Unified Fileformat Fallout: Report Element Attributes

One of the few classes that has not changed much since ages is the “Element” class. The element defines the smallest building block of a report definition. Elements carry style-information and data. If the element is a band, it carries no data but other elements instead.

The data-source system of the Elements that was used to compute and transform raw-data into presentable data was always a weak part of our system. The system was organized as a set of filters that could be composed together to form a transformation chain. While this bought us great flexiblity, we paid for this with a nearly unmanageable object structure that was hard to manage at run- and designtime.

With the addition of the unified fileformat and with a strong carry over of ideas from the hibernating Flow-Engine, the classic-engine finally leaves this old system behind.

Elements now carry attributes and a thing called ElementType. The ElementType uses the current state and the element’s attributes to compute the presentation value. Under the hood, there not much magic going on anymore: The new code simply copies and pastes the old data-source code and transfers the parameters of the old datasource-classes into the element’s attribute set.

What a small change, but what a huge effect.

The ElementType is now a simple, immutable class. No expensive cloning is needed at runtime. All of the sudden, all of the element’s parameters are well-defined and accessible for the design-time tools.

Now that everything in an element is either part of the style-information or part of the attribute-collection, we can fire up the magic bag of dirty tricks. Style-expressions are used to compute style-information at runtime. Now, with attributes in a similiar structure, attribute-expressions do the same for the attributes.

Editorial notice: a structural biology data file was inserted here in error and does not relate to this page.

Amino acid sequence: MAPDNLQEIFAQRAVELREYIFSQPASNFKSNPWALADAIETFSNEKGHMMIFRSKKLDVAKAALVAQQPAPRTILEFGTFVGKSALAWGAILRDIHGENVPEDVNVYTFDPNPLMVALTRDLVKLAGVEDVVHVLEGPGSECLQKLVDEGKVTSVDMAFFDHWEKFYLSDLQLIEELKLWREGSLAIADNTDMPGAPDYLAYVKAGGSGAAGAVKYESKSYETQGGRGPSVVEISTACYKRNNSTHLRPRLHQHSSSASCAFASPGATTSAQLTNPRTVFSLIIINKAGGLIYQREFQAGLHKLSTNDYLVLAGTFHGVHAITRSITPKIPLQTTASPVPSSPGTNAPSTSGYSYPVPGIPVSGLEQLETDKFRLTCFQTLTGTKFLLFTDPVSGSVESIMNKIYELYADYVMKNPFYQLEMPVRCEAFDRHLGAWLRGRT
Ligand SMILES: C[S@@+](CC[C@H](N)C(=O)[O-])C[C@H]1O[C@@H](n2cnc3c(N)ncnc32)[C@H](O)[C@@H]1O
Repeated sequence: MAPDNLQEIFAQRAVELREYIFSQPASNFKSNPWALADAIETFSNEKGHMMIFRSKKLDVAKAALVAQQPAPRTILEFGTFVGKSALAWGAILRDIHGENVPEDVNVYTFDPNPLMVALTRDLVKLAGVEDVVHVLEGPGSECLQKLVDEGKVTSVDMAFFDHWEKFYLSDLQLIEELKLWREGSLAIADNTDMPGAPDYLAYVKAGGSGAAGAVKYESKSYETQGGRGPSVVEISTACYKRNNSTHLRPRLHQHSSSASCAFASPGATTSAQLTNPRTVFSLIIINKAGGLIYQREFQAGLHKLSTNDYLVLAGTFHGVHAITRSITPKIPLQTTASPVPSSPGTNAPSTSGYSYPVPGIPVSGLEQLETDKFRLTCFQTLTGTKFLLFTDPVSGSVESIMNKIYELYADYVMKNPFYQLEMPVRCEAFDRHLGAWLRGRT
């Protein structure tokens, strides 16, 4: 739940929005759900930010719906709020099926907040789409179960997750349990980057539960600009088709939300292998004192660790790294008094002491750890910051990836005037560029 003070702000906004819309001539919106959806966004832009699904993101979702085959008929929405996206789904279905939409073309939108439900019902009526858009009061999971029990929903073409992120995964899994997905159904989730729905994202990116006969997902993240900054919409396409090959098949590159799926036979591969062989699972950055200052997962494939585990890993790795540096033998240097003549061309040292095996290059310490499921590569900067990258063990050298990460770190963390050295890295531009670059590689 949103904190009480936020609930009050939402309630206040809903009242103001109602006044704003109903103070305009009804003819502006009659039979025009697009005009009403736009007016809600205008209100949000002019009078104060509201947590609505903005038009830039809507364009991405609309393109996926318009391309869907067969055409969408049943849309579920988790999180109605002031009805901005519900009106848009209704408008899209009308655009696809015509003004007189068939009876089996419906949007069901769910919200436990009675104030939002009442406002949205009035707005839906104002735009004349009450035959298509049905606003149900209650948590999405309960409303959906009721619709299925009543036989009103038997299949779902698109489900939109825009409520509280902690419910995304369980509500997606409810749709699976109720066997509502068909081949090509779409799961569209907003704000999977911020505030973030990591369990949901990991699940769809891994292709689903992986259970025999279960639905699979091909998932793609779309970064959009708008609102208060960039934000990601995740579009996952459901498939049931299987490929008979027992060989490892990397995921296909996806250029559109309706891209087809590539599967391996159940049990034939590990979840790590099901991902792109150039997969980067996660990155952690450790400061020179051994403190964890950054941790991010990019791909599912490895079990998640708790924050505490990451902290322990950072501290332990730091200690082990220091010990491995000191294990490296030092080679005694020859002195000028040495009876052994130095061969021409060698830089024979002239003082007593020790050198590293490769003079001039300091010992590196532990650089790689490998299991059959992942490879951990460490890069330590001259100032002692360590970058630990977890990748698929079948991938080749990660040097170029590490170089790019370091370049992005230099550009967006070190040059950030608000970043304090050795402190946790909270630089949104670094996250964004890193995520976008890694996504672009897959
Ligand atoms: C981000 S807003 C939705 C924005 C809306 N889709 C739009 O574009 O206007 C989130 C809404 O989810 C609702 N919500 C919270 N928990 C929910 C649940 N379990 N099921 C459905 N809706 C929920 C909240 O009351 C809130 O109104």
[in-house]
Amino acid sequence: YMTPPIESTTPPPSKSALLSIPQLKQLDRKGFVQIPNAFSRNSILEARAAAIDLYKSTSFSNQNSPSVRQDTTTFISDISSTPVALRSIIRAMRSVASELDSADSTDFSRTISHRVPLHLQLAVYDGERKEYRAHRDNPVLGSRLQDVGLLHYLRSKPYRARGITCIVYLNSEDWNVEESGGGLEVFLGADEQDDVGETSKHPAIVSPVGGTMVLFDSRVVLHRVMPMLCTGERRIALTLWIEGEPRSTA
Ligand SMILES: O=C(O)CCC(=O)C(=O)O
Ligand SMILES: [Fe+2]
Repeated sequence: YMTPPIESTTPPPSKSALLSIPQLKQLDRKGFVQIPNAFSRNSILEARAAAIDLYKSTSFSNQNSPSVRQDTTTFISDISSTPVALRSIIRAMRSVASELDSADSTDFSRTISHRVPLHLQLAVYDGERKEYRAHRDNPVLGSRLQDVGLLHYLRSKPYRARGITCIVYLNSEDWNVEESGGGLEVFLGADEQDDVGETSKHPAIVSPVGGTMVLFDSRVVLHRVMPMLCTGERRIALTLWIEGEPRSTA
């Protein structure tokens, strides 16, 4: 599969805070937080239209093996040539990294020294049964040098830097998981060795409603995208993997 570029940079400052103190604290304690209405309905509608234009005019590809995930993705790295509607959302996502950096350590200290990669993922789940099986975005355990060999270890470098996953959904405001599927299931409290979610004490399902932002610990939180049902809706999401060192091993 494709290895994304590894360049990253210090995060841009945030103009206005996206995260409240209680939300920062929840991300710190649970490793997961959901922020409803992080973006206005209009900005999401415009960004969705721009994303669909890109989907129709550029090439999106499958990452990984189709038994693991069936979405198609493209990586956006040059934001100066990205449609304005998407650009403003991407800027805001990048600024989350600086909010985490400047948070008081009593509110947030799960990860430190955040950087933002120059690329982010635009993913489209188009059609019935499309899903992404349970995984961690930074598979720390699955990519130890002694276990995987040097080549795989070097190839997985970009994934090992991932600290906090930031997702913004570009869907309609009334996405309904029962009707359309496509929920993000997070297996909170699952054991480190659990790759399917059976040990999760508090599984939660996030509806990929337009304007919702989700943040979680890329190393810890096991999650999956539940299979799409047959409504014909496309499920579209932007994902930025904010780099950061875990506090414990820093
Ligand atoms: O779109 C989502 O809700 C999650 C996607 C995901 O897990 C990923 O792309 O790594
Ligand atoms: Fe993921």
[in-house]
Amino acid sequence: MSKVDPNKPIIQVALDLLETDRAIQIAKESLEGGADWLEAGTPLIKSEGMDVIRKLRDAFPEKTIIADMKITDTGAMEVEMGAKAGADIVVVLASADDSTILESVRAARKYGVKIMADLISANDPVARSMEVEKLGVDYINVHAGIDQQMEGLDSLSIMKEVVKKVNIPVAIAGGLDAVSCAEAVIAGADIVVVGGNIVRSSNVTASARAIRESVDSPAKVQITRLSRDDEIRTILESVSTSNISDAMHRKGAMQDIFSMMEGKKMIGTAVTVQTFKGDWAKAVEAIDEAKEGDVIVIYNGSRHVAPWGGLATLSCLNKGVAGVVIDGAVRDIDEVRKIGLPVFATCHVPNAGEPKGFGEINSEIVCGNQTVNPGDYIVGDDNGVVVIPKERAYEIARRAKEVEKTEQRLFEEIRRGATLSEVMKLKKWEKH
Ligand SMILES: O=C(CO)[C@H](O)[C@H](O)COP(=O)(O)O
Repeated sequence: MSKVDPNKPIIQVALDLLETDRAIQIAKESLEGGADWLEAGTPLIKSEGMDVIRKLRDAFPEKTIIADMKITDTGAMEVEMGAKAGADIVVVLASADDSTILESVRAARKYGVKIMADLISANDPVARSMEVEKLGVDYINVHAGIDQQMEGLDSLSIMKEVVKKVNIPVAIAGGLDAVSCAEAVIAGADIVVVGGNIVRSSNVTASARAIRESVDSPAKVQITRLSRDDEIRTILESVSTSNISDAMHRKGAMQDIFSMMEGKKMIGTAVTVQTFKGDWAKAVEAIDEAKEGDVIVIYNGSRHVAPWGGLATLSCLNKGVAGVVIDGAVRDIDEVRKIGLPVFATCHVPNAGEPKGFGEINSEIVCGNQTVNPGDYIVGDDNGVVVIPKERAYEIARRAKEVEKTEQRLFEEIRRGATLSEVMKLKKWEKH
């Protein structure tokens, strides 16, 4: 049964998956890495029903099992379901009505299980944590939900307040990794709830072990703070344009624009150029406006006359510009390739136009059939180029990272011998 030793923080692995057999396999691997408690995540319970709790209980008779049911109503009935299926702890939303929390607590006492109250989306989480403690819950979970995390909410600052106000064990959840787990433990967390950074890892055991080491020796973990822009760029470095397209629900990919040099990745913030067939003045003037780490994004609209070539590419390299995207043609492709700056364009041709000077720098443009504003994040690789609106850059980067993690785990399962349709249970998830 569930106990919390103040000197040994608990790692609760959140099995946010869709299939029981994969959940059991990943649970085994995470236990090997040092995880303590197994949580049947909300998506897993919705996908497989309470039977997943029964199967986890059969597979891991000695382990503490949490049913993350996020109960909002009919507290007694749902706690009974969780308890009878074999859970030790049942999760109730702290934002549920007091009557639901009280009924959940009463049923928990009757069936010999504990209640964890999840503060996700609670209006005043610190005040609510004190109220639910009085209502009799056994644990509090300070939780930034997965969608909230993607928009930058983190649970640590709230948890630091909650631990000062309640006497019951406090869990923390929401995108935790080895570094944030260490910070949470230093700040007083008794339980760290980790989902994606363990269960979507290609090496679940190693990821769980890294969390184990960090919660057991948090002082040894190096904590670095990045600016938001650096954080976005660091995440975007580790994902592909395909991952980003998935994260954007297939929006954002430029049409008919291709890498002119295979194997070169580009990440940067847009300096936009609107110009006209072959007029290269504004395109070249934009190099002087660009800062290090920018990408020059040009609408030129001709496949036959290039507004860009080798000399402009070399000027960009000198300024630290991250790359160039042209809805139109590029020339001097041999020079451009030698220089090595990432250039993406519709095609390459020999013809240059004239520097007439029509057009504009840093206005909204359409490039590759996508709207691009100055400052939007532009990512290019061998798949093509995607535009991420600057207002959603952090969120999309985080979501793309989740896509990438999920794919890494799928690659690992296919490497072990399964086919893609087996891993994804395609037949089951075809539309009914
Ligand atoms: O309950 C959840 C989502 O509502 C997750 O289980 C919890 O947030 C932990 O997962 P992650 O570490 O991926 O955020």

But thats not all: The attribute-collection is not limited to the data-processing at all. We can store anything in there, and so we do.

Every element can now carry raw HTML fragments and bits of JavaScript that are inserted into the produced HTML output. Web-Applications can and will make use of this feature to bind the generated reports closer to the generating web-application. Elements carry Excel-Page-Header and Page-Footer strings which can be embedded into the Excel output. The Swing-Preview-Components look out for special attributes on all elements to create Hyperlinks and Clickable areas. Applications embedding the report engine can transport any data through the report into the print-preview to create their own Drill-Through systems.

We finally reached the age of full interactivity.

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About Thomas

After working as all-hands guy and lead developer on Pentaho Reporting for over an decade, I have learned a thing or two about report generation, layouting and general BI practices. I have witnessed the remarkable growth of Pentaho Reporting from a small niche product to a enterprise class Business Intelligence product. This blog documents my own perspective on Pentaho Reporting's development process and our our steps towards upcoming releases.